The story makes the most of contemporary themes of nationalism, how this manifests itself in division, and how the masses can be influenced by those who have the power (or money) to create fake news and exploit social media followers.

The translation by Marina Sofia is seamless – in fact it wouldn’t be something that I would comment on unless I was considering the book for a review, if you read a book and the language flows perfectly it’s probably something that wouldn’t register.

This is the sixth book in the series and if did feel like I was missing some of the background / backstory. There is obviously a history between the main characters and I did feel, on occasion, that there was something in their past that was relevant but I wasn’t privy to it.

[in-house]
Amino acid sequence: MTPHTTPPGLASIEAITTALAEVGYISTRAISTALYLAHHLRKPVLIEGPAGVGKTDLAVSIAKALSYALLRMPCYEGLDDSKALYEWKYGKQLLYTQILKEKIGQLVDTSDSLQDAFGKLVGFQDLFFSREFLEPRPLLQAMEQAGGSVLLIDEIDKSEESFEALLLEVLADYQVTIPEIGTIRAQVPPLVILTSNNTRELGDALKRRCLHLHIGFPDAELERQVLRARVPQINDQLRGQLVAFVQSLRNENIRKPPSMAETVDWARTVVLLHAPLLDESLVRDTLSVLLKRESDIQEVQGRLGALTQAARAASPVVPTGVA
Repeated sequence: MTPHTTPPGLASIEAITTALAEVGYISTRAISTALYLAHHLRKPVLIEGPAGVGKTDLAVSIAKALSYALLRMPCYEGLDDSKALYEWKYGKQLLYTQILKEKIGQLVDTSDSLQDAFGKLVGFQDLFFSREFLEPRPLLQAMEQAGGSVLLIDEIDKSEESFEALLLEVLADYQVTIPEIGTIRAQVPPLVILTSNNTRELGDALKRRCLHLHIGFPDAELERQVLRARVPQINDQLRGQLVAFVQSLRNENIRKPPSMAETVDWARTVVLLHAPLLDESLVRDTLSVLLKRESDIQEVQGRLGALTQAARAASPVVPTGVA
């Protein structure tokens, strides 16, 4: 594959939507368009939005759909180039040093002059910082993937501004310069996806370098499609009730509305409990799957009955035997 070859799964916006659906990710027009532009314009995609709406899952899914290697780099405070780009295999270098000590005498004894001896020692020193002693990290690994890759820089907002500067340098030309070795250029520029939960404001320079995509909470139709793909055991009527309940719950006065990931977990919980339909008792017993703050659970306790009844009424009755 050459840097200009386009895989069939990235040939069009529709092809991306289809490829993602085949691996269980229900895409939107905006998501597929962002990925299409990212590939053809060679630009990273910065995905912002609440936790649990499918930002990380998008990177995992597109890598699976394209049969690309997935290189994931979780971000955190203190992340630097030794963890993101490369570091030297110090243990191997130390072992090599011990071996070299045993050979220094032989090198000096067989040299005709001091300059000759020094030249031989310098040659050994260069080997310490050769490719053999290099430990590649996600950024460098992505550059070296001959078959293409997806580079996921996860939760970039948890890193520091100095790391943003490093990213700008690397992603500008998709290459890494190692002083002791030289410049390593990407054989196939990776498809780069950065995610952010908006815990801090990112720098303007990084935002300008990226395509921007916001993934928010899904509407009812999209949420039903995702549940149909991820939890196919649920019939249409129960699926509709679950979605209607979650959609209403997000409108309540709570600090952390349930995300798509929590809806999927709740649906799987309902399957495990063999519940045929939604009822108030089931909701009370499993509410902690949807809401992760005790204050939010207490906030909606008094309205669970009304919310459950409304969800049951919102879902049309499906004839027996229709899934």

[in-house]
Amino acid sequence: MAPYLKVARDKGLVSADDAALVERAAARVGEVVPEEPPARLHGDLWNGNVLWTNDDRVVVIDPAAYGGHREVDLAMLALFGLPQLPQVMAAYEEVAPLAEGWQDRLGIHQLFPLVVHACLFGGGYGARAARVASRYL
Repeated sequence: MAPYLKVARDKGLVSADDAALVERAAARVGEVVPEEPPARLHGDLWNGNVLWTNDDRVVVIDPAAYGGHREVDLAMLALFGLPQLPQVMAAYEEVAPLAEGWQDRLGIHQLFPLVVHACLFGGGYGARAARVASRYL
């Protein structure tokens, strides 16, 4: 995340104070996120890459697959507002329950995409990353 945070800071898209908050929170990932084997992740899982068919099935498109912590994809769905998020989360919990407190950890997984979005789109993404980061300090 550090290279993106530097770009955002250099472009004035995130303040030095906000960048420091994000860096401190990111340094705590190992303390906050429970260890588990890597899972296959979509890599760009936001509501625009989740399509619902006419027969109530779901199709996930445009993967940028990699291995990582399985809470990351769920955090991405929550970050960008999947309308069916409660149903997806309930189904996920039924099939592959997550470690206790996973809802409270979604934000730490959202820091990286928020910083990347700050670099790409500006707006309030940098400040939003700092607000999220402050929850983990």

One of the advantages of reading translated fiction is that it can provide you with a feel for the author’s home country. While there was definite insights into the political landscape I didn’t really get a feel for the more physical one. Obviously an author writes the story he wants to tell and I’m not suggesting that they should include a travelogue in between the action but I would have liked to have found out more about Romania.

So ‘Resilience’ – can the characters adapt in order to survive – well you’ll need to read the book to find out!

Many thanks to the publisher for the review copy.

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A few (more) short reviews